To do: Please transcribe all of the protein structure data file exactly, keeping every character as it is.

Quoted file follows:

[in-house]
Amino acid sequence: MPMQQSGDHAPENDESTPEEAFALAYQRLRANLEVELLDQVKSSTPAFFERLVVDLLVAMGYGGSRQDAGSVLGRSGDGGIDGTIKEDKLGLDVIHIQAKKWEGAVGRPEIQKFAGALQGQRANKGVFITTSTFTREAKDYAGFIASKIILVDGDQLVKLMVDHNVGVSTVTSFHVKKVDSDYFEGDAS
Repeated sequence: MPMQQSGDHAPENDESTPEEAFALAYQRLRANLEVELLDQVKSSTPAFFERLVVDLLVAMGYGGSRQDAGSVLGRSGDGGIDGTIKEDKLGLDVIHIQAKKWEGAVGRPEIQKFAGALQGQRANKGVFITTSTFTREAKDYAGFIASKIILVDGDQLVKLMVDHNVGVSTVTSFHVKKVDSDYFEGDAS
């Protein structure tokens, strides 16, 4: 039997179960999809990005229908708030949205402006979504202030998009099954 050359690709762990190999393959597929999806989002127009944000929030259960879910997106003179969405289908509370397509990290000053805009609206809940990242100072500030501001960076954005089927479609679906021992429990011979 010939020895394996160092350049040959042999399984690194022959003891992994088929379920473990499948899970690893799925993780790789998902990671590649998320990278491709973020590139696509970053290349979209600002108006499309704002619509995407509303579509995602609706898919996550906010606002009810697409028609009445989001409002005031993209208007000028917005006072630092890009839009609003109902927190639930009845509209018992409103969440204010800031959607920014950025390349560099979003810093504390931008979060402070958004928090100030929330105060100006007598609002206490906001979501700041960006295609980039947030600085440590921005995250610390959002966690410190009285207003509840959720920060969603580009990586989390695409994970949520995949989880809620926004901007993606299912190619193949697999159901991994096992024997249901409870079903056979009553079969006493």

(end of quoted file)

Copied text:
[in-house]
Amino acid sequence: MPMQQSGDHAPENDESTPEEAFALAYQRLRANLEVELLDQVKSSTPAFFERLVVDLLVAMGYGGSRQDAGSVLGRSGDGGIDGTIKEDKLGLDVIHIQAKKWEGAVGRPEIQKFAGALQGQRANKGVFITTSTFTREAKDYAGFIASKIILVDGDQLVKLMVDHNVGVSTVTSFHVKKVDSDYFEGDAS
Repeated sequence: MPMQQSGDHAPENDESTPEEAFALAYQRLRANLEVELLDQVKSSTPAFFERLVVDLLVAMGYGGSRQDAGSVLGRSGDGGIDGTIKEDKLGLDVIHIQAKKWEGAVGRPEIQKFAGALQGQRANKGVFITTSTFTREAKDYAGFIASKIILVDGDQLVKLMVDHNVGVSTVTSFHVKKVDSDYFEGDAS
């Protein structure tokens, strides 16, 4: 039997179960999809990005229908708030949205402006979504202030998009099954 050359690709762990190999393959597929999806989002127009944000929030259960879910997106003179969405289908509370397509990290000053805009609206809940990242100072500030501001960076954005089927479609679906021992429990011979 010939020895394996160092350049040959042999399984690194022959003891992994088929379920473990499948899970690893799925993780790789998902990671590649998320990278491709973020590139696509970053290349979209600002108006499309704002619509995407509303579509995602609706898919996550906010606002009810697409028609009445989001409002005031993209208007000028917005006072630092890009839009609003109902927190639930009845509209018992409103969440204010800031959607920014950025390349560099979003810093504390931008979060402070958004928090100030929330105060100006007598609002206490906001979501700041960006295609980039947030600085440590921005995250610390959002966690410190009285207003509840959720920060969603580009990586989390695409994970949520995949989880809620926004901007993606299912190619193949697999159901991994096992024997249901409870079903056979009553079969006493």